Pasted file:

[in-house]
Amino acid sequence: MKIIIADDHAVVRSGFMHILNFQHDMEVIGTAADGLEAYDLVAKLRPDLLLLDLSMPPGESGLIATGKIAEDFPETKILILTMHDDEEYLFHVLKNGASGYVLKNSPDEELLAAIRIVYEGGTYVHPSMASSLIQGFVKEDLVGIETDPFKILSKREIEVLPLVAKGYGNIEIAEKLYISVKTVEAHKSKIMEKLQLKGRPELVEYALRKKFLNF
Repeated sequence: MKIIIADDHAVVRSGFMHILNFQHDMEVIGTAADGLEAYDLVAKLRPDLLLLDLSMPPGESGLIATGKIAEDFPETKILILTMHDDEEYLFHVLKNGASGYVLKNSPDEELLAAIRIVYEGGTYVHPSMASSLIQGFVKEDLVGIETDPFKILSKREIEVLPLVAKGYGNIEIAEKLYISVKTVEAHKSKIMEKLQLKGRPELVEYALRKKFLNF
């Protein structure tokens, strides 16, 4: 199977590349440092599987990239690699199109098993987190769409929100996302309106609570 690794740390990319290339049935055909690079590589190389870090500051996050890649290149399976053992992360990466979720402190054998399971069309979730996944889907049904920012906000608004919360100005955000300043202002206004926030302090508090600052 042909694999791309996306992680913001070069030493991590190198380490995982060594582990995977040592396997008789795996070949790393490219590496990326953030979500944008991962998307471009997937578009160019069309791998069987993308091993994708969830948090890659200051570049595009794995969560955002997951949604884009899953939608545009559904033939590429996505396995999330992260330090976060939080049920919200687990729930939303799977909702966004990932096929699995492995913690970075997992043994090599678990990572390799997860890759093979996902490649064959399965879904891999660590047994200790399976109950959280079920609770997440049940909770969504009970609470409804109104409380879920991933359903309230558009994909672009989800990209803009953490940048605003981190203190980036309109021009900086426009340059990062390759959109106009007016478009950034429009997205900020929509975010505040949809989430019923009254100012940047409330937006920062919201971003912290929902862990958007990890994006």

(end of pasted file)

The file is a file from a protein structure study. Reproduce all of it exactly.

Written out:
[in-house]
Amino acid sequence: MKIIIADDHAVVRSGFMHILNFQHDMEVIGTAADGLEAYDLVAKLRPDLLLLDLSMPPGESGLIATGKIAEDFPETKILILTMHDDEEYLFHVLKNGASGYVLKNSPDEELLAAIRIVYEGGTYVHPSMASSLIQGFVKEDLVGIETDPFKILSKREIEVLPLVAKGYGNIEIAEKLYISVKTVEAHKSKIMEKLQLKGRPELVEYALRKKFLNF
Repeated sequence: MKIIIADDHAVVRSGFMHILNFQHDMEVIGTAADGLEAYDLVAKLRPDLLLLDLSMPPGESGLIATGKIAEDFPETKILILTMHDDEEYLFHVLKNGASGYVLKNSPDEELLAAIRIVYEGGTYVHPSMASSLIQGFVKEDLVGIETDPFKILSKREIEVLPLVAKGYGNIEIAEKLYISVKTVEAHKSKIMEKLQLKGRPELVEYALRKKFLNF
């Protein structure tokens, strides 16, 4: 199977590349440092599987990239690699199109098993987190769409929100996302309106609570 690794740390990319290339049935055909690079590589190389870090500051996050890649290149399976053992992360990466979720402190054998399971069309979730996944889907049904920012906000608004919360100005955000300043202002206004926030302090508090600052 042909694999791309996306992680913001070069030493991590190198380490995982060594582990995977040592396997008789795996070949790393490219590496990326953030979500944008991962998307471009997937578009160019069309791998069987993308091993994708969830948090890659200051570049595009794995969560955002997951949604884009899953939608545009559904033939590429996505396995999330992260330090976060939080049920919200687990729930939303799977909702966004990932096929699995492995913690970075997992043994090599678990990572390799997860890759093979996902490649064959399965879904891999660590047994200790399976109950959280079920609770997440049940909770969504009970609470409804109104409380879920991933359903309230558009994909672009989800990209803009953490940048605003981190203190980036309109021009900086426009340059990062390759959109106009007016478009950034429009997205900020929509975010505040949809989430019923009254100012940047409330937006920062919201971003912290929902862990958007990890994006």